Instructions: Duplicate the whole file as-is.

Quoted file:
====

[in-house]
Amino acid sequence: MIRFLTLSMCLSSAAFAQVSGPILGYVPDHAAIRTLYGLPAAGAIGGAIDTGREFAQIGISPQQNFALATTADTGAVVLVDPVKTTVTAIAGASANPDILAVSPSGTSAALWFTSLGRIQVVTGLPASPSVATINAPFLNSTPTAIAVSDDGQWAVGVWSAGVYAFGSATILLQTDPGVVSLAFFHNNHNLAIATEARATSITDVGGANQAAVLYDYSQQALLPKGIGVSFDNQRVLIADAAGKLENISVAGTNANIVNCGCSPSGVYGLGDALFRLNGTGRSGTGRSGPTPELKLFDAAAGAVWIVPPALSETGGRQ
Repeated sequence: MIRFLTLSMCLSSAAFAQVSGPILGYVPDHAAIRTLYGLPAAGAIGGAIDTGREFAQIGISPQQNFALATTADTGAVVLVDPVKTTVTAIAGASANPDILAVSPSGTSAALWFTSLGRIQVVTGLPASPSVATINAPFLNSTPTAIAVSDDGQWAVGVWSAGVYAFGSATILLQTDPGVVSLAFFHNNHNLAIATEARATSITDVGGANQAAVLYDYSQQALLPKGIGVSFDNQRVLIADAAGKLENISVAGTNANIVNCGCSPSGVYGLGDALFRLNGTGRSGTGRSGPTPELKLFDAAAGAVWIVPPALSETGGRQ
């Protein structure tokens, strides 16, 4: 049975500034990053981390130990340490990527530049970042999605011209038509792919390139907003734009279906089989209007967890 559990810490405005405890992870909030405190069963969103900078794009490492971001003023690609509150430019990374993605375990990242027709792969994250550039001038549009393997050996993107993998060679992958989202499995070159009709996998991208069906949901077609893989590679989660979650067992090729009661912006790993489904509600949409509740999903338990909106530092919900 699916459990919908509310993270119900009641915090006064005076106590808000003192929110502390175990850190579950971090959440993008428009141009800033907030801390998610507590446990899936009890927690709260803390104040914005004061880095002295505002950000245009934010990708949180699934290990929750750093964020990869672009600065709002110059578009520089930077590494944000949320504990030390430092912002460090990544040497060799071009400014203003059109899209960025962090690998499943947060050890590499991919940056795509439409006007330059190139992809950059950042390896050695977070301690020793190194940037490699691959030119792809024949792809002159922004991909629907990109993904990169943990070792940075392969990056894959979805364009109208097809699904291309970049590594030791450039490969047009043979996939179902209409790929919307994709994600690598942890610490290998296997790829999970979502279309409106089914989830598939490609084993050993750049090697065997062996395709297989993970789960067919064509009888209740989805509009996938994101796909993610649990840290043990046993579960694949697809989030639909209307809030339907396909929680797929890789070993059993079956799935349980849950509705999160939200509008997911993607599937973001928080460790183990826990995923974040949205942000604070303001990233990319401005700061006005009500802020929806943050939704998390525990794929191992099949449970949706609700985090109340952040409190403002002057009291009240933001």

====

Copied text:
[in-house]
Amino acid sequence: MIRFLTLSMCLSSAAFAQVSGPILGYVPDHAAIRTLYGLPAAGAIGGAIDTGREFAQIGISPQQNFALATTADTGAVVLVDPVKTTVTAIAGASANPDILAVSPSGTSAALWFTSLGRIQVVTGLPASPSVATINAPFLNSTPTAIAVSDDGQWAVGVWSAGVYAFGSATILLQTDPGVVSLAFFHNNHNLAIATEARATSITDVGGANQAAVLYDYSQQALLPKGIGVSFDNQRVLIADAAGKLENISVAGTNANIVNCGCSPSGVYGLGDALFRLNGTGRSGTGRSGPTPELKLFDAAAGAVWIVPPALSETGGRQ
Repeated sequence: MIRFLTLSMCLSSAAFAQVSGPILGYVPDHAAIRTLYGLPAAGAIGGAIDTGREFAQIGISPQQNFALATTADTGAVVLVDPVKTTVTAIAGASANPDILAVSPSGTSAALWFTSLGRIQVVTGLPASPSVATINAPFLNSTPTAIAVSDDGQWAVGVWSAGVYAFGSATILLQTDPGVVSLAFFHNNHNLAIATEARATSITDVGGANQAAVLYDYSQQALLPKGIGVSFDNQRVLIADAAGKLENISVAGTNANIVNCGCSPSGVYGLGDALFRLNGTGRSGTGRSGPTPELKLFDAAAGAVWIVPPALSETGGRQ
């Protein structure tokens, strides 16, 4: 049975500034990053981390130990340490990527530049970042999605011209038509792919390139907003734009279906089989209007967890 559990810490405005405890992870909030405190069963969103900078794009490492971001003023690609509150430019990374993605375990990242027709792969994250550039001038549009393997050996993107993998060679992958989202499995070159009709996998991208069906949901077609893989590679989660979650067992090729009661912006790993489904509600949409509740999903338990909106530092919900 699916459990919908509310993270119900009641915090006064005076106590808000003192929110502390175990850190579950971090959440993008428009141009800033907030801390998610507590446990899936009890927690709260803390104040914005004061880095002295505002950000245009934010990708949180699934290990929750750093964020990869672009600065709002110059578009520089930077590494944000949320504990030390430092912002460090990544040497060799071009400014203003059109899209960025962090690998499943947060050890590499991919940056795509439409006007330059190139992809950059950042390896050695977070301690020793190194940037490699691959030119792809024949792809002159922004991909629907990109993904990169943990070792940075392969990056894959979805364009109208097809699904291309970049590594030791450039490969047009043979996939179902209409790929919307994709994600690598942890610490290998296997790829999970979502279309409106089914989830598939490609084993050993750049090697065997062996395709297989993970789960067919064509009888209740989805509009996938994101796909993610649990840290043990046993579960694949697809989030639909209307809030339907396909929680797929890789070993059993079956799935349980849950509705999160939200509008997911993607599937973001928080460790183990826990995923974040949205942000604070303001990233990319401005700061006005009500802020929806943050939704998390525990794929191992099949449970949706609700985090109340952040409190403002002057009291009240933001």